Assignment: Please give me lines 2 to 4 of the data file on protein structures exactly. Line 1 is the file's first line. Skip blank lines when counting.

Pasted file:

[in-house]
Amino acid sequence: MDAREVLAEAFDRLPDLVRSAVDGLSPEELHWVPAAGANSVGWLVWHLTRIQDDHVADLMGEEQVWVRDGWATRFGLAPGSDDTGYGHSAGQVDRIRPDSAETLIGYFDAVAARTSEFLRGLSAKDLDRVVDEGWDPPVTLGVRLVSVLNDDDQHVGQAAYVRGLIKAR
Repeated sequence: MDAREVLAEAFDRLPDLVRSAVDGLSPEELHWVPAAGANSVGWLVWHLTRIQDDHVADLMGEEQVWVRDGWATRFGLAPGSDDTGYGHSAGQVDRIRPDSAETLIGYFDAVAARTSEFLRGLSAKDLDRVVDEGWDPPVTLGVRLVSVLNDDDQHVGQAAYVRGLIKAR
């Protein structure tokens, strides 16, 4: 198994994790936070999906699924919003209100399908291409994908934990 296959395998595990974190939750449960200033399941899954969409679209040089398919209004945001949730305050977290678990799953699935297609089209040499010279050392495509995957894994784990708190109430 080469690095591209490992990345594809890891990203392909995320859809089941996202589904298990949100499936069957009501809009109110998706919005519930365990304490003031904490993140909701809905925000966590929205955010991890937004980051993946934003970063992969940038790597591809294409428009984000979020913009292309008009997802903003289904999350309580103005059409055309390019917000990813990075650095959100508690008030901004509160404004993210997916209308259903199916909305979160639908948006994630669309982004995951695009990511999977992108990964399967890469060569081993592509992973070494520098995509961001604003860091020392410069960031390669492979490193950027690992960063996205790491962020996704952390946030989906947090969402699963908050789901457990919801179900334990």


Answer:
Amino acid sequence: MDAREVLAEAFDRLPDLVRSAVDGLSPEELHWVPAAGANSVGWLVWHLTRIQDDHVADLMGEEQVWVRDGWATRFGLAPGSDDTGYGHSAGQVDRIRPDSAETLIGYFDAVAARTSEFLRGLSAKDLDRVVDEGWDPPVTLGVRLVSVLNDDDQHVGQAAYVRGLIKAR
Repeated sequence: MDAREVLAEAFDRLPDLVRSAVDGLSPEELHWVPAAGANSVGWLVWHLTRIQDDHVADLMGEEQVWVRDGWATRFGLAPGSDDTGYGHSAGQVDRIRPDSAETLIGYFDAVAARTSEFLRGLSAKDLDRVVDEGWDPPVTLGVRLVSVLNDDDQHVGQAAYVRGLIKAR
């Protein structure tokens, strides 16, 4: 198994994790936070999906699924919003209100399908291409994908934990 296959395998595990974190939750449960200033399941899954969409679209040089398919209004945001949730305050977290678990799953699935297609089209040499010279050392495509995957894994784990708190109430 080469690095591209490992990345594809890891990203392909995320859809089941996202589904298990949100499936069957009501809009109110998706919005519930365990304490003031904490993140909701809905925000966590929205955010991890937004980051993946934003970063992969940038790597591809294409428009984000979020913009292309008009997802903003289904999350309580103005059409055309390019917000990813990075650095959100508690008030901004509160404004993210997916209308259903199916909305979160639908948006994630669309982004995951695009990511999977992108990964399967890469060569081993592509992973070494520098995509961001604003860091020392410069960031390669492979490193950027690992960063996205790491962020996704952390946030989906947090969402699963908050789901457990919801179900334990």